Sounds Heard: Azure Carter & Alan Sondheim—Avatar Woman

Avatar Woman

Avatar Woman
Azure Carter (voice and songs) and Alan Sondheim (instruments)
(Public Eyesore 123)

The description “folk music from another planet” has been used to describe the output of musical creators as diverse as Meredith Monk, Captain Beefheart, the English art rock duo Renaldo and the Loaf, and the proto-New Age jazz-fusion ensemble Oregon. In fact it’s an expression that even I was tempted to use when I wrote about recordings of the ancient Mayan-inspired compositions of Jeremy Haladyna and in fact did when I wrote about the fascinating sonic explorations of a Taos-based duo called Untravelled Path. But it’s always struck me as a somewhat disingenuous explanation for oddball sounds since, after all, who’s to say what music from another planet would sound like? It might sound completely bland. And certainly people on our own planet have been making pretty strange sounds for millennia. Yet it’s the first thing that comes to mind yet again as I ponder how to describe Avatar Woman, a collaboration between Providence-based singer-songwriter Azure Carter and her life partner, multi-instrumentalist Alan Sondheim.
Carter’s magnum opus has been an ongoing performance/video piece called The Fairyland Around Us based on unpublished naturalist writings of Opal Whitely (1897-1992) who is mostly remembered for her mysterious and controversial childhood diary. Sondheim, though no relation to the iconoclastic Broadway composer-lyricist, has been an iconoclast of both music and words for almost as long as his more famous namesake. Back in the late 1960s, ESP-Disk issued two LPs of his experimental improvisations on a wide range of string, wind, and percussive instruments. In subsequent decades, he became even more devoted to experimenting with written language, becoming one of the pioneers of cybertext; one of his more radical techniques involves blurring poetry and computer languages. The 12 songs featured on Avatar Woman are admittedly somewhat less ambitious than some of Carter and Sondheim’s individual large-scale projects, but they are no less adventurous. Although all of the songs herein were composed by Carter, they sound the way they do largely because of Sondheim’s unusual performance approach to a potpourri of instruments from around the world—including violin, viola, oud, pipa, sarangi, electric guitar, electric saz, dàn môi (a Vietnamese jaw harp), and something that was totally new to me, a cura cümbüş which is a small banjo-like instrument that was developed in Istanbul in the early 20th century.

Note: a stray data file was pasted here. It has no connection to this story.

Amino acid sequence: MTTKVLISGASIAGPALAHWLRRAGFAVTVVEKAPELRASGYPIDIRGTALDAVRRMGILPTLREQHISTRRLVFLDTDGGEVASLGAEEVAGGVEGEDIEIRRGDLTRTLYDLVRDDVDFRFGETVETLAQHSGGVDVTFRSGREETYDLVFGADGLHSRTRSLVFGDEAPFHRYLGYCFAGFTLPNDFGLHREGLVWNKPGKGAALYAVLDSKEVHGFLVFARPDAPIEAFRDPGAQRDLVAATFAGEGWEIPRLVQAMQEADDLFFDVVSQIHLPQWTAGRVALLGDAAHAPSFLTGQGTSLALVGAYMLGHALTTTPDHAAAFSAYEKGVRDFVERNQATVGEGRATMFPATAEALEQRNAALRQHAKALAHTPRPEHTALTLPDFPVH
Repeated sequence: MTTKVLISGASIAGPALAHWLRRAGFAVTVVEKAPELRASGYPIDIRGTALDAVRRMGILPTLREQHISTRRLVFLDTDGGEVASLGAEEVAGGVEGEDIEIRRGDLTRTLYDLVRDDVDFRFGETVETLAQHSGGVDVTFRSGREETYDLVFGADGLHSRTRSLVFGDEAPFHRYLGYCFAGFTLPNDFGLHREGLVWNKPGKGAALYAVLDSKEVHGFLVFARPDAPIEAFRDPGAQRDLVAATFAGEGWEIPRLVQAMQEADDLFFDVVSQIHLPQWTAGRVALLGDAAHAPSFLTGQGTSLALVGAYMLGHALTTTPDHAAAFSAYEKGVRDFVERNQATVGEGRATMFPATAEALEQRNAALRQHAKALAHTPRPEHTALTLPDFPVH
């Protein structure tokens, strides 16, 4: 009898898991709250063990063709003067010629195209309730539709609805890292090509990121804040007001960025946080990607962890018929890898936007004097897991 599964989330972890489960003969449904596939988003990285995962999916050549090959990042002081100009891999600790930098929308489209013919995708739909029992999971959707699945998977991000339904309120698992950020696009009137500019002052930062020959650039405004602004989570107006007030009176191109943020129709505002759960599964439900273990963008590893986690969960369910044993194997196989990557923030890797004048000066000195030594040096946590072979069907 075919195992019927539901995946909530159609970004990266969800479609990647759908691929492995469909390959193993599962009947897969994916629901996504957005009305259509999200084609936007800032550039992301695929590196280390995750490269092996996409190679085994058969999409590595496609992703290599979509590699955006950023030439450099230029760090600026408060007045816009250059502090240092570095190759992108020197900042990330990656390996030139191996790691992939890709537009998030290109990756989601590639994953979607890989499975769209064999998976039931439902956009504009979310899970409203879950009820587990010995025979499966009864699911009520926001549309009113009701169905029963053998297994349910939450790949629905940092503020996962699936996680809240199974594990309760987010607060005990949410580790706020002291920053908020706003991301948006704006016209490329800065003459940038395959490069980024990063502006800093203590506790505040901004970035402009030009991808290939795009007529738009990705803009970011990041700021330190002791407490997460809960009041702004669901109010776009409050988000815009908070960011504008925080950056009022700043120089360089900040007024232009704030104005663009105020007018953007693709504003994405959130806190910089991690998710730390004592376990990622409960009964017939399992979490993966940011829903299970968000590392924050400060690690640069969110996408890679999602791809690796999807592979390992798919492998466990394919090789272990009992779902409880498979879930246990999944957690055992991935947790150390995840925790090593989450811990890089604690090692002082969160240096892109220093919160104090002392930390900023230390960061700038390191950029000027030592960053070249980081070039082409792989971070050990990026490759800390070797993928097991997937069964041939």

On “Buried,” Carter’s extremely pretty sounding vocals on a ballad are prevented from being at all soothing by the presence of a truly off-kilter sarangi accompaniment—this has nothing to do with raga. Toward the end, the voice completely slips away and all that’s left is a reverb-laden double-stop. On “Dark Robe,” Carter’s voice sounds far less innocent; there’s an almost eerie creepiness to her tone quality as she sings about death stalking her against a backdrop of mostly plucked strings and occasionally drones from two saxophones played by Christopher Diasparra and Edward Schneider. “Surely,” in which Sondheim again accompanies Carter on a bowed string instrument, reminds me somewhat of G.B. Grayson’s performance of the creepy murder ballad “Ommie Wise” from Harry Smith’s Anthology of American Folk Music, although half way through it sounds like Albert Ayler sat in on the session. The almost tender “Among the Ferns”—similarly arranged for voice and bowed string, but this time no saxophones—is based on poems by the Edwardian socialist and LGBT activist Edward Carpenter. For “World,” the electric saz strums madly as the voice and a saxophone weave melodic shards around it.

In the alternate universe I often wish I lived in, “Making Boys” would be a Top 40 hit; in the real one I do live in, it sounds like what might have happened if Jacqueline Humbert sang Robert Ashley’s songs with Eugene Chadbourne. Sondheim’s erratic bowing offers the one element of variance in the hypnotic, austerely minimal “Blood Tantra”—I write this as a compliment! The dàn môi gets pulled out for “Avatar Man with Dream Woman”; much more flexible than most jaw harps, the instrument is capable of a very wide range of sounds, all of which seem to get used here. In fact, pun intended, the conclusion made my jaw drop. The saxophones return on “What Remains,” which is perhaps the most song-like track in the entire collection thus far; at times it’s almost hummable, almost. “Marriage to Language” contains my favorite lyric of the entire album: “Perhaps I understand what you’re saying but don’t understand why you are saying it.” The dàn môi returns for a reprise of “Buried”; the different instrument and different key almost make it sound like a different song. I could actually image folks in an arena singing along to “Credo,” the album’s closing track. Carter’s melody is positively anthemic, and Sondheim’s resolutely primal tonal electric guitar accompaniment rarely upstages it. Then again, I live on that other planet where this stuff is folk music.